Yemeni politicians say UN peace talks indefinitely postponed
SANAA, Yemen (AP) — A United Nations-sponsored Yemeni peace conference that was to start Thursday in Geneva has been indefinitely postponed, officials said, as battles raged across the country.
The talks were meant to end weeks of heavy fighting and Saudi-led airstrikes against an Iran-backed rebel group amid a humanitarian crisis that has left millions in the Arab world’s poorest country short of food and fuel.
Three officials from the Houthi, socialist and unionist parties said late Sunday they were notified the talks had been postponed and that no new date had been set. All the officials spoke on condition of anonymity because they were not authorized to speak to journalists.
A U.N. official, who was not authorized to discuss the matter publicly and therefore also spoke on condition of anonymity, confirmed that the talks would be postponed.
The setback came as Saudi-led warplanes on Monday pounded Shiite Houthi rebel positions in the capital and across the country.
Heavy fighting continued in the city of Dhale, where witnesses and military officials said that fighters loyal to the exiled president managed to seize several military sites from the rebels, surrounding them in some areas and demanding they surrender. The officials, along with hospital workers, said that dozens were killed and some 70 were wounded.
In the city of Taiz, the officials said 13 civilians died and some 200 others were wounded after a truck carrying oil was hit by crossfire and caused a raging fire.
They added that in the capital, Sanaa, warplanes from the Saudi-led coalition struck a house owned by Ahmed Saleh, son of former president Ali Abdullah Saleh, who is allied with the Houthi rebels, leaving it destroyed and in flames. All spoke on condition of anonymity because they were not authorized to brief journalists.
The U.N. had urged all parties to attend the talks, announced last week, without preconditions. But the exiled government of President Abed Rabbo Mansour Hadi reiterated its demand that the Houthis first pull out of cities and towns seized in recent months, including the capital, Sanaa.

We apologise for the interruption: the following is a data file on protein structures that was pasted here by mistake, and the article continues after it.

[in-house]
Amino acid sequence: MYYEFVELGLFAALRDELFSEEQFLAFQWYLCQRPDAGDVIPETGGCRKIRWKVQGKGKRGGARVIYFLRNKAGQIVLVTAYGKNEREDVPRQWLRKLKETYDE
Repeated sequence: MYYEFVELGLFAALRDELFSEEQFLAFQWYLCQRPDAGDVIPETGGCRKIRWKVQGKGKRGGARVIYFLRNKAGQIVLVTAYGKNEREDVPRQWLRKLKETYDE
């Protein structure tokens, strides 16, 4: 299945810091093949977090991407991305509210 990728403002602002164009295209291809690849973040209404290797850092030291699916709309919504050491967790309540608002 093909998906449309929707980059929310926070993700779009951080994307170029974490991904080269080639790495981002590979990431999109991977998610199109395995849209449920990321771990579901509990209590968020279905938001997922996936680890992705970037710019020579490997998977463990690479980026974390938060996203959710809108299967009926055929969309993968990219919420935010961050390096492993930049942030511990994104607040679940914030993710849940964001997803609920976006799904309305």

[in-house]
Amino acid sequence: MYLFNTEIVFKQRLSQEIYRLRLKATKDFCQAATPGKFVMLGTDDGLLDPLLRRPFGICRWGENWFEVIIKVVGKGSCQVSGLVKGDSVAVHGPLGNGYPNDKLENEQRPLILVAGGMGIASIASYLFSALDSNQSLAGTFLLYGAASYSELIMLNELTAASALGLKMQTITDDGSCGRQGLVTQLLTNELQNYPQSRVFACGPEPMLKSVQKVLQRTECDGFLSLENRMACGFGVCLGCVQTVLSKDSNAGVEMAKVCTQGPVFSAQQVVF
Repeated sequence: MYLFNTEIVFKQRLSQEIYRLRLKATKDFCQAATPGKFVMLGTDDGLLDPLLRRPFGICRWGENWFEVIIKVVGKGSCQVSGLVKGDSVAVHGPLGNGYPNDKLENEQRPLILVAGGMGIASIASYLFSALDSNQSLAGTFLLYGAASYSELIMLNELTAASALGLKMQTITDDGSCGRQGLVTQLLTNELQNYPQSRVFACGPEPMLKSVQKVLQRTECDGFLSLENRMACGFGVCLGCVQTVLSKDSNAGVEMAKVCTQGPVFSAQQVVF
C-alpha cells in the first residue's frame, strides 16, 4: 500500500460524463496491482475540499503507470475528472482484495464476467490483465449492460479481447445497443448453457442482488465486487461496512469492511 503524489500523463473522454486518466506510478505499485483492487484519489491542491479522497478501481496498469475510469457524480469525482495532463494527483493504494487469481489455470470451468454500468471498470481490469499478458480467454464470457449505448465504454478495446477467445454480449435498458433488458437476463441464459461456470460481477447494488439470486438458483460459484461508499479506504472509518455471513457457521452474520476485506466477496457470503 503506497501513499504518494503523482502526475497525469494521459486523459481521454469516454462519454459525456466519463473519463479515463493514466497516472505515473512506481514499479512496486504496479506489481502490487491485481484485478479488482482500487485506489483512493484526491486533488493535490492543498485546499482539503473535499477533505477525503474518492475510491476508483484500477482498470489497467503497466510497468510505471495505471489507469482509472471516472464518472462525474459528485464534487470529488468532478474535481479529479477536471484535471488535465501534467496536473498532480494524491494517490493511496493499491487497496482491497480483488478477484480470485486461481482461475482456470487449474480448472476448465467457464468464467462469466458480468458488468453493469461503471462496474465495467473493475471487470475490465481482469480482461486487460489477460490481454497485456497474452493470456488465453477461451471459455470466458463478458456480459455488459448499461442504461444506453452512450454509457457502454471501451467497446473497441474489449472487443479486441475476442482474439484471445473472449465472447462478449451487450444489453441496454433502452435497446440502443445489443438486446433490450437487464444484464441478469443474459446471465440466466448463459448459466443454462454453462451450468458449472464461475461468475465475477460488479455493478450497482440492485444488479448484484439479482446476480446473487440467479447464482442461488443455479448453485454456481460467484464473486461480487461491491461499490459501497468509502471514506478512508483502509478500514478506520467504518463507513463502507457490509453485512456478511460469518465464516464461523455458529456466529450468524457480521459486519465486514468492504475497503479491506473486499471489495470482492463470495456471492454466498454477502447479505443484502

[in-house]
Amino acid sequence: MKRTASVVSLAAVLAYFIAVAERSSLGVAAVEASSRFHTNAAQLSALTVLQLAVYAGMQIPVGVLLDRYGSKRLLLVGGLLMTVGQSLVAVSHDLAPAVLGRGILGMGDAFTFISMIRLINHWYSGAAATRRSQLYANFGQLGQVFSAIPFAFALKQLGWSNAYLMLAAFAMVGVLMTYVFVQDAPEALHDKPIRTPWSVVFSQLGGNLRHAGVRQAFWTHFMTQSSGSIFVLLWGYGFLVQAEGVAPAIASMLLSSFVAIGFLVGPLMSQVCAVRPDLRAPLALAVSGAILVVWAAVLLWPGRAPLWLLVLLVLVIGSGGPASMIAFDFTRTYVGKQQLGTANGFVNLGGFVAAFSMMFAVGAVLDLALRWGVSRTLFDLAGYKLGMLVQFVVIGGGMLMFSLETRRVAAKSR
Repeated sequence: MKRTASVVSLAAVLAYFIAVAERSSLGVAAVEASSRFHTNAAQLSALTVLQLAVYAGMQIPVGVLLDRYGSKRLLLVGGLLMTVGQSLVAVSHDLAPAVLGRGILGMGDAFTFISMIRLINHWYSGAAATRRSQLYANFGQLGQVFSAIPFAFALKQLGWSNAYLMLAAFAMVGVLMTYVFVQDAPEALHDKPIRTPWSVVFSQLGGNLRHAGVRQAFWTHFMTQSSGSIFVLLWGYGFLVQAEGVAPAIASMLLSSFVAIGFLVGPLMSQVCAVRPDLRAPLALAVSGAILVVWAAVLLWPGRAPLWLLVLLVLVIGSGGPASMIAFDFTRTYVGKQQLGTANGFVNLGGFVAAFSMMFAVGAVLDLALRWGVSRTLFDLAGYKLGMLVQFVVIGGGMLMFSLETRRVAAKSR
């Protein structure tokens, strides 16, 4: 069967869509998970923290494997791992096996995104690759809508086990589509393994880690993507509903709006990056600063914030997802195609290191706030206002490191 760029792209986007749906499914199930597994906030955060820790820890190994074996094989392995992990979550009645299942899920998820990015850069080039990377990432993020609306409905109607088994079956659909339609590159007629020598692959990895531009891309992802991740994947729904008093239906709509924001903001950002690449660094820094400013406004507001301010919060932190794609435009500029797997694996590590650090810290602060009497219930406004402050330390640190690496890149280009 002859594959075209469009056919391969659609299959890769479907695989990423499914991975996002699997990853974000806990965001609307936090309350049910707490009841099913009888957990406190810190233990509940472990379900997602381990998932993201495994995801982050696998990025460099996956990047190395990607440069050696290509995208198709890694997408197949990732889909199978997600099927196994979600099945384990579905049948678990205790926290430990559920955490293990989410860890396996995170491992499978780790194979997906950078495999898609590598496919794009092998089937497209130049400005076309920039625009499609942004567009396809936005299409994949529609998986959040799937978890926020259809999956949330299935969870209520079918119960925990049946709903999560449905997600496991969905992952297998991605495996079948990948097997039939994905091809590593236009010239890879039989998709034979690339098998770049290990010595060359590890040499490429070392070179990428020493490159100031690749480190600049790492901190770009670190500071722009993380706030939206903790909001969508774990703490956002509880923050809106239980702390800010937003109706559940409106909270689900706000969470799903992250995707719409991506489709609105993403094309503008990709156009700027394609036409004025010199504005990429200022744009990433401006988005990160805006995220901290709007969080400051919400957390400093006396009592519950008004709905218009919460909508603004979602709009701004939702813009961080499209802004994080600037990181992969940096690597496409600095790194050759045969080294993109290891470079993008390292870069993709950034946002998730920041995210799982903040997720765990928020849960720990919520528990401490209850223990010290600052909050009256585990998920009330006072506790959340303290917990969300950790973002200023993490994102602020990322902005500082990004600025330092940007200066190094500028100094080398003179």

The Houthis backed the talks and said they would participate. Houthi rebel leader Abdul-Malek al-Houthi had described talks as the only solution to the war. He boycotted an earlier conference hosted by Saudi Arabia, demanding that peace negotiations be held in a neutral country.
The talks were the first major initiative of the new U.N. special envoy for Yemen, Ismail Ould Cheikh Ahmed, who this month held meetings in Yemen with rival political players. Farhan Haq, the deputy spokesman for the U.N. secretary-general, told reporters Thursday that Ahmed “believes he has the assurances he has to proceed” with the talks.
Saudi-led airstrikes began March 26. Fighting on the ground has pitted Hadi’s forces against the Houthis and military units loyal to Saleh.
The Saudi-led coalition has portrayed the Houthis as a proxy for an expansionist Shiite Iran. Iran supports the Houthis but denies arming them.
Warplanes had fired missiles overnight at several army camps and weapon depots in Sanaa, in the northern Houthi stronghold of Saada and in the southern city of Aden. The airstrikes came a day after some of the heaviest bombardment carried out by the Saudi-led coalition in Sanaa.
The U.N. estimates that at least 1,037 civilians, including 130 women and 234 children, have been killed between March 26 and May 20. The cities of Saada and Aden have endured the most extensive damage to their infrastructure.
Humanitarian groups have said a five-day truce that ended last week was hardly enough to get aid in. The cease-fire was breached several times.
Associated Press writer Cara Anna in New York contributed to this report.
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